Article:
Catching the Creativity Bug

Topic(s): creativity

Topic: Creativity
Publication: Journal of Management
Article: Multiple tasks’ and multiple goals’ effect on creativity:  Forced incubation or just a distraction?
Blogger: Benjamin Granger

There’s no doubt that organizations value employee creativity. Researchers Madjar and Shalley (2008)  wanted to identify factors that influence creativity at work. Specifically, they wanted to find out
the following:

-Does it help or hinder creativity if an employee has multiple tasks to complete in the midst of producing creative work?

-If an employee has specific goals for his/her creativity tasks, does this promote creativity?

-Are employees more creative if they are given the freedom to choose how they move from task to task?

OK, so the authors are interested in how these factors influence creativity. But what about creativity is important here?  Madjar and Shalley focused their study on what is known as the incubation
stage of the creative process. The incubation stage is similar to the “aha” phenomenon in which an individual cannot initially come up with solutions to a problem, takes a break (goes to the gym, walks the dog, performs another job-related task) and suddenly comes up with solutions. These example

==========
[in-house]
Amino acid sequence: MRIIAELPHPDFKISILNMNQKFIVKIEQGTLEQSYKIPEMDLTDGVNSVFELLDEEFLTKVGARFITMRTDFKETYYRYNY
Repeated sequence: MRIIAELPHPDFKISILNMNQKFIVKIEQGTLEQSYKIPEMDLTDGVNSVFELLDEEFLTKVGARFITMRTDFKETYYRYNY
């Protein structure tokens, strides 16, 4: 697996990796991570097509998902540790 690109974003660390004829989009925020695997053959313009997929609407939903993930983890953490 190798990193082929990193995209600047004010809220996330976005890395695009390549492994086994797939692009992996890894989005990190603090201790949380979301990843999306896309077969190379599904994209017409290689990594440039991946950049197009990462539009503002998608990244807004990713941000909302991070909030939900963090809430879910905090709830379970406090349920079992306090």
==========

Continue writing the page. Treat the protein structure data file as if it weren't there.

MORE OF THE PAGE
activities represent intervening tasks that take an employee’s conscious mind off of the task that requires creative thinking. Hmm, now this sounds a little fishy doesn’t it? Does this REALLY happen in the workplace?

As it turns out, it does! So, according to this study, organizations can improve their workforce’s creativity by:

1). Providing employees with creativity and/or performance goals for the tasks or problems requiring creative thinking (e.g., come up with 5 viable solutions to this problem). This helps focus employees’ attention to the tasks at hand.

2). Giving employees the flexibility to decide if and when they take a break from the task requiring creative thinking. This is based on the finding that taking a break from the creative task and working on a demanding intervening task places employees in the incubation stage which was found to lead to higher levels of creativity. (Finally, there’s justification for my Sports Center breaks!)

3). Use points 1 and 2 above in conjunction. That is, in this study, the most creative solutions came from employees who were given goals for all tasks, including the task that was intended to be an intervening task and given the freedom to move from task to task on their own.

Madjar, N. & Shalley, C. E. (2008). Multiple tasks’ and multiple goals’ effect on creativity:  F orced incubation or just a distraction?Journal of Management, 34(4), 786-805.